• 3 0
 Deore will probably be product of the year, so perhaps they'll give value product of the year to something else. Or maybe it'll win both?
  • 7 2
 best value product of the year, a repair for a failed design.....lol
  • 1 0
 Am I the only person who thinks that a Lyrik is made obviously worse with the new Debonair 'upgrade'?

My own experience is that the new spring offers less sensitivity, less support deeper in the stroke, and a more unpredictable feel all because people complained about their forks 'sagging a couple of mm' when sitting static. I mean, the amount the new spring dives under hard braking is disqualifying on its own. So more pressure, more spacers, and make it worse everywhere else. Oh, but ride-height is a few mm higher. Fixed!

I remember reading Seb Stott's comparison of the 38 with the Zeb at Bikeradar and thinking that all the things he didn't like about the Zeb are the things I experienced when I tried the new Debonair spring on my Lyrik.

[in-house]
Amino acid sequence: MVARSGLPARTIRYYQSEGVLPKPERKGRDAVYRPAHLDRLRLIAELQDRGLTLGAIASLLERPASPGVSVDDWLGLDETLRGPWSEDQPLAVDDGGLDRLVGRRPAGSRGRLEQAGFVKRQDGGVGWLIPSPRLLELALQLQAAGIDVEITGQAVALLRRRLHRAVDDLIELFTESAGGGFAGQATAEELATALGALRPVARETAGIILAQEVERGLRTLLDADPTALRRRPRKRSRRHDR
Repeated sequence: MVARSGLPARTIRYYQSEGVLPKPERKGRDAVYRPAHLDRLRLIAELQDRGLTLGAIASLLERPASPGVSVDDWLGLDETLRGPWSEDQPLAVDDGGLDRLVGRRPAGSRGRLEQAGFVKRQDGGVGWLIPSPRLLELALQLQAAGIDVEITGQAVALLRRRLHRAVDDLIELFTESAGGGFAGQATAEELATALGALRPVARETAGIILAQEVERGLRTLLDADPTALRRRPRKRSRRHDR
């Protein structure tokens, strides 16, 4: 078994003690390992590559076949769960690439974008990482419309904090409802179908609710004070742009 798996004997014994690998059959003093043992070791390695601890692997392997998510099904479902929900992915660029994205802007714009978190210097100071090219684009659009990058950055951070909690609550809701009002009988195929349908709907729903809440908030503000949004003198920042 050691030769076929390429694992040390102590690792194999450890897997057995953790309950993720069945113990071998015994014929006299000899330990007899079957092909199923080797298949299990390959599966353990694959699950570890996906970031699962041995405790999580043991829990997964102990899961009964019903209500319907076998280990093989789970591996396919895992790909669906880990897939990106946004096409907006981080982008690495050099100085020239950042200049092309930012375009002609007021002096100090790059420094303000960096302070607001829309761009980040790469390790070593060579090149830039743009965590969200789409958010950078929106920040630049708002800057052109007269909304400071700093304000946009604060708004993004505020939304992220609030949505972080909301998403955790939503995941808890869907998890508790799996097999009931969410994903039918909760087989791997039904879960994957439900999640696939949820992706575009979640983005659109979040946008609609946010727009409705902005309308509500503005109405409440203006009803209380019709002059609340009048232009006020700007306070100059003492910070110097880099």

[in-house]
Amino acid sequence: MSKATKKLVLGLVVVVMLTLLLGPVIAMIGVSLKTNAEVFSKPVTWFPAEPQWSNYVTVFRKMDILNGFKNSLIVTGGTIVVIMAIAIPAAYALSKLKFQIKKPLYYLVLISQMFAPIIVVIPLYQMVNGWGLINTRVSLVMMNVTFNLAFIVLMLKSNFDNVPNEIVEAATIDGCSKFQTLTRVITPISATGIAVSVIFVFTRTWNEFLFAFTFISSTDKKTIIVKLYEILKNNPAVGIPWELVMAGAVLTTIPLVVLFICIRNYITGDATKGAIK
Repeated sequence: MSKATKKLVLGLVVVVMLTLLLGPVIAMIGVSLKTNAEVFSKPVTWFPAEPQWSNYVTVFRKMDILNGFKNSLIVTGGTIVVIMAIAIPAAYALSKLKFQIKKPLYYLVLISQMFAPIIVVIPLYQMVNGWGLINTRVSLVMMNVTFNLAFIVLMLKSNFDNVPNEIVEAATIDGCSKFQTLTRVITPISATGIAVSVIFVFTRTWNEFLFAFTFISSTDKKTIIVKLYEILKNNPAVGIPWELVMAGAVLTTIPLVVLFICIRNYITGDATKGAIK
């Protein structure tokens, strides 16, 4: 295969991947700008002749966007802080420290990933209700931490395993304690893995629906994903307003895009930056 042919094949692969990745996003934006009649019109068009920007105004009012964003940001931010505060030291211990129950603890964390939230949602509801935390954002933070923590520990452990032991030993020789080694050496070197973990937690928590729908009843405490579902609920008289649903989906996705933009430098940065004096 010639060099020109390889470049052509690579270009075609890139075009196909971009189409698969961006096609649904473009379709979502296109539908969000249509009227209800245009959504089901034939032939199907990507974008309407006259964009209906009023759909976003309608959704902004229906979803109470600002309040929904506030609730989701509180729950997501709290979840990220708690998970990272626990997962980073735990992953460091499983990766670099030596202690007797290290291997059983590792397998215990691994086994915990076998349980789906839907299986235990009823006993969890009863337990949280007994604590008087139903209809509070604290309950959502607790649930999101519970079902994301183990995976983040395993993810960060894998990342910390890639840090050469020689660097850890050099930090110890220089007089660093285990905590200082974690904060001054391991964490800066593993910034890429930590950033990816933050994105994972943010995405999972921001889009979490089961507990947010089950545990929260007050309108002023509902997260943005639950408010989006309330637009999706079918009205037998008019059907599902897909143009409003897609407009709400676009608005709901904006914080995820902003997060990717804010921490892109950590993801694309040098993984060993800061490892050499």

• 1 0
 I actually prefer the new air spring to the old one. For the stuff I ride, having it stand up a it more in the travel is worth the trade off in small bump.
  • 1 0
 @Austink: Good to know. It does seem pretty subjective.
  • 2 1
 I'd like to nominate Deity Deftrap pedals. For riders with large feet, they are an incredible value, not to mention the rad color selections.
  • 1 0
 The entire dropper post category in general should win. 1/2 the price, same performance, seemingly better reliability, and only a few gram penalty? That's value.
  • 4 2
 Microshift AdventX. Gotta be.
  • 1 0
 Next year marks 100 for Shimano. I’ll have Deore with a cassette and shifter up spec.
  • 2 0
 Gotta be SHIMANO ...CMON MAN
  • 2 0
 Z1 coil
  • 1 0
 Yes, Deore and Z1 for me.
  • 1 1
 Pinkbike membership? Can I have my advent calendar prize no please?
  • 1 0
 Got to be deore
  • 3 2
 WHAT ABOUT TRAILFORKS?